Microsoft's new Sway app: Office isn't copying paper documents any more

Alexander calls Sway a "digital design assistant" using machine learning to work out how best to present your content. You can leave Sway to pick a colour scheme or point it at a photo you like and tell it to extract the palette from that. The idea is to get you something that looks polished and professional quickly enough to keep up with a Twitter-speed world.

"The cycle of creating content is getting shorter," Alexander points out. "If you think about social apps like Instagram it's about 'right when you have the ideas, get something great out to your network'. Share your ideas right when they happen. Don't wait to capture them and then plug it into another device and then do something a month later. I know if I don't create the Facebook album when I'm on vacation, right when it's happening or the day I get back, I will probably never do it. I didn't get to it right when I was doing it and then I moved on.

"The instant gratification notion of social media is trickling down into the way we do other things in our lives, including the way we create content. At the same time the amount of time and attention people have for mastering all the skills of any one app is going down. People want to be able to create something compelling fast. I can hand it over to the digital design assistant and have it create something amazing for me – to tweak if I want – and then get it right out there."

Not just static

The content you put in Sway doesn't have to be static – it can be a feed that updates. "Why would you have just a monthly business report or just a quarterly business report or an annual business report?" asks Alexander. "Why wouldn't you just have the business report which is the status of the business at any given time? The data that's telling the story for the state of your business is updating all the time, and more and more people want a snapshot of the content they're using to tell their stories."

Sway content

Swift, quality content creation is on the cards

And as the content changes, especially if you add more content or change the way it's linked together, the way your Sway is laid out might change. What you have isn't a file saved in the cloud.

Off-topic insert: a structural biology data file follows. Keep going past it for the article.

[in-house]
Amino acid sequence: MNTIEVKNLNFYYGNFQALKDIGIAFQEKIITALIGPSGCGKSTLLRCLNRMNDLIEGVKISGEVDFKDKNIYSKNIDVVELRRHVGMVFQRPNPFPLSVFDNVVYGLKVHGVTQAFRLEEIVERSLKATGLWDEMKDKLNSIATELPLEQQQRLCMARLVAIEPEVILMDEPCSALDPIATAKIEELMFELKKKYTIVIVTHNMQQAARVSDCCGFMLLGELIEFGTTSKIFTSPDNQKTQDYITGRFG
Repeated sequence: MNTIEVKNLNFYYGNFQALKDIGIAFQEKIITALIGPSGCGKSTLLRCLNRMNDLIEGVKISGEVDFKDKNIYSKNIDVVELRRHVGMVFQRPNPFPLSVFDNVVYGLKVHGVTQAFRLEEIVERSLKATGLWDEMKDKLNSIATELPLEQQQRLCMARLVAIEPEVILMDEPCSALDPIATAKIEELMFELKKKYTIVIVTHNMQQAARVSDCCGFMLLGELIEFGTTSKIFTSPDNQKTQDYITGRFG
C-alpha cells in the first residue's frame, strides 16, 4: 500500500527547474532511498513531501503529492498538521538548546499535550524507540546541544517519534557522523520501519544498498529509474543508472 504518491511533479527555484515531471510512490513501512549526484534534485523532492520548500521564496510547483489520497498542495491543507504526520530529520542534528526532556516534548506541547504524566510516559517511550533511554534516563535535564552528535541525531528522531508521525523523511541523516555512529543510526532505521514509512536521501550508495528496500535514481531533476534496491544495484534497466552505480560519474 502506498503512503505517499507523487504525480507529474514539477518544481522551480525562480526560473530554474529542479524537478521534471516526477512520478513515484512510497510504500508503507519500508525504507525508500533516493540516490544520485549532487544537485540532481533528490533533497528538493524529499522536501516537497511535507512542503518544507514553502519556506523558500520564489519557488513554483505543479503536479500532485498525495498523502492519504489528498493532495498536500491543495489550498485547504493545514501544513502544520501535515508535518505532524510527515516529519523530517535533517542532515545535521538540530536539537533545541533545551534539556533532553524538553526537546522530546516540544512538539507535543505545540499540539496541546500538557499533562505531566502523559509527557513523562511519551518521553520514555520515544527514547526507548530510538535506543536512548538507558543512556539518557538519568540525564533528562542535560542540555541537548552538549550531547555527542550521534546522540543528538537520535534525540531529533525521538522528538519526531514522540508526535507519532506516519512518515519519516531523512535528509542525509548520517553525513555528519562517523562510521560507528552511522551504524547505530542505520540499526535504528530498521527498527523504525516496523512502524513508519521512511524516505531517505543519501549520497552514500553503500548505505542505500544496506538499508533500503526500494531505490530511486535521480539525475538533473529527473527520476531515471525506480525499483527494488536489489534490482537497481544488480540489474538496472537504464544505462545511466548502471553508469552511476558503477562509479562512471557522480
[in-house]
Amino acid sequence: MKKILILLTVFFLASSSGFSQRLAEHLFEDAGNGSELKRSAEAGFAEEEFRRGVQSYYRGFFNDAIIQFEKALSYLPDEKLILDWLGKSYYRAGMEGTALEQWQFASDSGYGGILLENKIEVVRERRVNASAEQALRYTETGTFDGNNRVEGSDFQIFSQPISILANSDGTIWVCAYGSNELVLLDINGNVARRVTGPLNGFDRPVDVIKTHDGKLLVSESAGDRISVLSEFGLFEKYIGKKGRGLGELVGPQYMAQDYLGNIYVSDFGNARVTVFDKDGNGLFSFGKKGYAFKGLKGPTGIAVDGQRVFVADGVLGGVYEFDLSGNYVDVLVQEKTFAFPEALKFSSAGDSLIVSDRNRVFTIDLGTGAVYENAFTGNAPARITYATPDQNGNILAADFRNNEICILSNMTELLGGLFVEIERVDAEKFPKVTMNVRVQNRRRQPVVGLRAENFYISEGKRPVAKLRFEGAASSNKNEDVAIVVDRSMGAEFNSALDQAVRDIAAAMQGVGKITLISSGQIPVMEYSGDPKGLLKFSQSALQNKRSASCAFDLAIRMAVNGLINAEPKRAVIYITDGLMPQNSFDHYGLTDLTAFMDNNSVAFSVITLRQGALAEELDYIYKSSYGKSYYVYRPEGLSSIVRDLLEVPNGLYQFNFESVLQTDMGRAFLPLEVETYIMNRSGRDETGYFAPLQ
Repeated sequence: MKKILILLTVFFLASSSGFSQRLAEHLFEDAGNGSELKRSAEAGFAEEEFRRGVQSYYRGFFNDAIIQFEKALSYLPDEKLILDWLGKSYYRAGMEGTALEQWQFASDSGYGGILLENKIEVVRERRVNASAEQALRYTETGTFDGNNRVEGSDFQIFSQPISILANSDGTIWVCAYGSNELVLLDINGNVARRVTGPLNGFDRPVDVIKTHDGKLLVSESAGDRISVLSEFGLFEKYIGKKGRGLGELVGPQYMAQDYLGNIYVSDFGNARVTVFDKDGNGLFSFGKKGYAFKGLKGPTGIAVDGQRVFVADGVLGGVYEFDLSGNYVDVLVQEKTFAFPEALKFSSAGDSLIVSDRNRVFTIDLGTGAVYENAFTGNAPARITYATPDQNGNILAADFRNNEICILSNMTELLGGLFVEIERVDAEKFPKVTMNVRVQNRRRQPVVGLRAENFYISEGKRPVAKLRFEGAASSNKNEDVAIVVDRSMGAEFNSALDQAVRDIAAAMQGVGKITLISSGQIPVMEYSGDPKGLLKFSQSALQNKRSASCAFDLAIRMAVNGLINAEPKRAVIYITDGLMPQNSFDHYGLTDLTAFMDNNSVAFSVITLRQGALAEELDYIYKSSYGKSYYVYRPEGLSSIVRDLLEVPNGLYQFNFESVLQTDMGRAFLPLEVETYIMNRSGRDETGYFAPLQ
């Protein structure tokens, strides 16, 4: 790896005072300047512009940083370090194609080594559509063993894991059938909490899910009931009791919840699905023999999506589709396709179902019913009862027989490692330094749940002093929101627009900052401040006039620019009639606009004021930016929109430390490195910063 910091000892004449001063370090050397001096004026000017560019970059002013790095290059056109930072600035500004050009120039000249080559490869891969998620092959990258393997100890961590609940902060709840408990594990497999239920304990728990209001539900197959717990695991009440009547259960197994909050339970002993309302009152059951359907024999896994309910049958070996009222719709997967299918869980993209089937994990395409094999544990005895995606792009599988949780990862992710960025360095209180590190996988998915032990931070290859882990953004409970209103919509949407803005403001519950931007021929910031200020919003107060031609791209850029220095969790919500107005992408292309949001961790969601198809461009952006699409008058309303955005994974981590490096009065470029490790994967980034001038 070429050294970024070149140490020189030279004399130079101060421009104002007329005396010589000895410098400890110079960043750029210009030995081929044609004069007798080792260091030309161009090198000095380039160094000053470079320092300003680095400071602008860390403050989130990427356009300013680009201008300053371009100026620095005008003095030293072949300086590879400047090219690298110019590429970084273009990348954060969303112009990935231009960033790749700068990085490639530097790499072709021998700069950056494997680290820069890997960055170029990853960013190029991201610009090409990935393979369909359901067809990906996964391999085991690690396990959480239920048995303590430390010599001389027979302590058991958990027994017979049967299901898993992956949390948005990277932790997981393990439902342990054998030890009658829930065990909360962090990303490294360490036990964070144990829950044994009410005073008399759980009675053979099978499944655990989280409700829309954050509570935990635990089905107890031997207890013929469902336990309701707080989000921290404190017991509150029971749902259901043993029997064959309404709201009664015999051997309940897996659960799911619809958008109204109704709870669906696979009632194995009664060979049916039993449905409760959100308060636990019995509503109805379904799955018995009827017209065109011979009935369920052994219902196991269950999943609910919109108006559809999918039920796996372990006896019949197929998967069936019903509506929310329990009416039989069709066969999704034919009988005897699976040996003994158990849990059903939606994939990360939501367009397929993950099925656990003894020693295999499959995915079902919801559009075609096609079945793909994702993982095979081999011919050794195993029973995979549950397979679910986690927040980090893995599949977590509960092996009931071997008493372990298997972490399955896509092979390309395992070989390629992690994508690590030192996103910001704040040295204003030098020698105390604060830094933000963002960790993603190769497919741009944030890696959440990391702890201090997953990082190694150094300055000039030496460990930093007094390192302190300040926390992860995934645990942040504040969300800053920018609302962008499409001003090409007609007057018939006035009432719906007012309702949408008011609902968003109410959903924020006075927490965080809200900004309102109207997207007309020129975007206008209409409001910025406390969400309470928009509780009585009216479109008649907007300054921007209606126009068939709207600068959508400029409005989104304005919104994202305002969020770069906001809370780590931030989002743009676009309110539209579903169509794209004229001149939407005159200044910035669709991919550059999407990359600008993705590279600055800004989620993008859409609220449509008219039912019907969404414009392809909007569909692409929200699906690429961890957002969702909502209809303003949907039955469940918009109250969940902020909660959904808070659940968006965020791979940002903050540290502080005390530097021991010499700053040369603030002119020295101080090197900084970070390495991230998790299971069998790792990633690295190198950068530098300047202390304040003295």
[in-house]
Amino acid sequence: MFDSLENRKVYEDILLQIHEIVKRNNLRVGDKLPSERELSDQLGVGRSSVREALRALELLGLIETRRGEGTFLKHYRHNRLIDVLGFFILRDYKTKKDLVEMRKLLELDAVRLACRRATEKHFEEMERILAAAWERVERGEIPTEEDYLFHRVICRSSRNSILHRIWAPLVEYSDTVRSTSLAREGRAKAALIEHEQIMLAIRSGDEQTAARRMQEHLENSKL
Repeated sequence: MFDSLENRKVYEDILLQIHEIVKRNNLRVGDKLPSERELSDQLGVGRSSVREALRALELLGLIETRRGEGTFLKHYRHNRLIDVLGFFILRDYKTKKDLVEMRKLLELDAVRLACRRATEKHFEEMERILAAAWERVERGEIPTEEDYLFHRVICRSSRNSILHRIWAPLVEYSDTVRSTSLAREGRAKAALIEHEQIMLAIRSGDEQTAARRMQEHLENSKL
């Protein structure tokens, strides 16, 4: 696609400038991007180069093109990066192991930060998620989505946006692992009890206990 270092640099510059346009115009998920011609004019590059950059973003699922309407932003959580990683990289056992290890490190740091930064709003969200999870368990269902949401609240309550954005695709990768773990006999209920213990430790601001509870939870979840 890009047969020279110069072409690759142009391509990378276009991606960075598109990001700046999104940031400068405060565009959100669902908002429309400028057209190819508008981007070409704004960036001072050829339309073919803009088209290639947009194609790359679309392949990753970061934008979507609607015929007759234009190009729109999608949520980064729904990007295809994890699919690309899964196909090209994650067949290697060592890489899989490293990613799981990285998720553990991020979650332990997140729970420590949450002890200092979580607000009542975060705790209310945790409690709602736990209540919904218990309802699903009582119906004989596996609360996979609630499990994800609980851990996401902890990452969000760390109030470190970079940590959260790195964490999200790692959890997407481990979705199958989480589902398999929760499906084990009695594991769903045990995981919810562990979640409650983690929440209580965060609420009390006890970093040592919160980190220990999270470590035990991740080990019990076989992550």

"The Sway is kind of like a skeleton where it goes and makes a phone call to get the organs," Alexander says, rather gruesomely. "Sway continues to adapt – it will choose the optimal output and layout based on the content you're adding, based on the change you're making, based on the changes to the structural relationship between the different pieces of content you've added."

And given that it's based on machine learning, Sway will learn more about presenting information so it might start suggesting new kinds of layout in the future.

Early days

With just an iOS app and a website and a few layouts, Sway is very much in preview. Like Windows 10, it's something Microsoft is showing off long before it has finished learning about what people want. Alexander claims the team will "obsess about feedback – it's not done and we're proud of the fact it's not done because we're working on it together with our users."

Sway is a very different way of working, but it doesn't mean the rest of Office is going away. Word and Excel and PowerPoint are far from dead; in fact they're just arriving on Android and iPhone. Traditional Office documents will carry on being made in their millions.

But like the other less traditional Office tools – OneNote for collecting information from web pages, tweets, PDFs and so forth, Office Lens for turning whiteboards and scribbled-on napkins into documents, Mix for turning PowerPoints into interactive lessons, PowerQuery for grabbing information from online data sources to work on in Excel, and PowerMap for laying your Excel information out as interactive maps – these show that Microsoft isn't relying on what Office used to be for PCs and Macs. It's trying very hard to make the suite fit into the web, smartphone and tablet world.


Mary (Twitter, Google+, website) started her career at Future Publishing, saw the AOL meltdown first hand the first time around when she ran the AOL UK computing channel, and she's been a freelance tech writer for over a decade. She's used every version of Windows and Office released, and every smartphone too, but she's still looking for the perfect tablet. Yes, she really does have USB earrings.